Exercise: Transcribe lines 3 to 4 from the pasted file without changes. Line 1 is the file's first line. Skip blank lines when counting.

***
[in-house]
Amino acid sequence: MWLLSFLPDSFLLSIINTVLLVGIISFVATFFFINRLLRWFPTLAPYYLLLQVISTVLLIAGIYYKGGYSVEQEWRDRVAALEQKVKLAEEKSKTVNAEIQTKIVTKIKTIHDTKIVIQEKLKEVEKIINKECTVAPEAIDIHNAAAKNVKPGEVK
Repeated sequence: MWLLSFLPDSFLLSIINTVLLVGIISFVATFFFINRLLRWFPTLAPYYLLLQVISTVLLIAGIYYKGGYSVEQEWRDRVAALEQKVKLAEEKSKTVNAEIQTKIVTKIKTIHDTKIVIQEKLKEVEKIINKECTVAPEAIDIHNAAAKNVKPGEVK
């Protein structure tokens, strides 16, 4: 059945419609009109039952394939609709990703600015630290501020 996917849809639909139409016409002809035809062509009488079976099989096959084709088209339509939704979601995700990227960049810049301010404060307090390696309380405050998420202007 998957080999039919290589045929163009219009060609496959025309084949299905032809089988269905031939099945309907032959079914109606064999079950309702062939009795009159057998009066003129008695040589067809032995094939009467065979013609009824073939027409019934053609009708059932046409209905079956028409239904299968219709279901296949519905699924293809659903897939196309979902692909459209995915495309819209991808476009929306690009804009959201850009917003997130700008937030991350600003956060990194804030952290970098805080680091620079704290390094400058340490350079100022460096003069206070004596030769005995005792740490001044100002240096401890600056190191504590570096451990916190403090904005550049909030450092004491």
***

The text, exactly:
Repeated sequence: MWLLSFLPDSFLLSIINTVLLVGIISFVATFFFINRLLRWFPTLAPYYLLLQVISTVLLIAGIYYKGGYSVEQEWRDRVAALEQKVKLAEEKSKTVNAEIQTKIVTKIKTIHDTKIVIQEKLKEVEKIINKECTVAPEAIDIHNAAAKNVKPGEVK
């Protein structure tokens, strides 16, 4: 059945419609009109039952394939609709990703600015630290501020 996917849809639909139409016409002809035809062509009488079976099989096959084709088209339509939704979601995700990227960049810049301010404060307090390696309380405050998420202007 998957080999039919290589045929163009219009060609496959025309084949299905032809089988269905031939099945309907032959079914109606064999079950309702062939009795009159057998009066003129008695040589067809032995094939009467065979013609009824073939027409019934053609009708059932046409209905079956028409239904299968219709279901296949519905699924293809659903897939196309979902692909459209995915495309819209991808476009929306690009804009959201850009917003997130700008937030991350600003956060990194804030952290970098805080680091620079704290390094400058340490350079100022460096003069206070004596030769005995005792740490001044100002240096401890600056190191504590570096451990916190403090904005550049909030450092004491």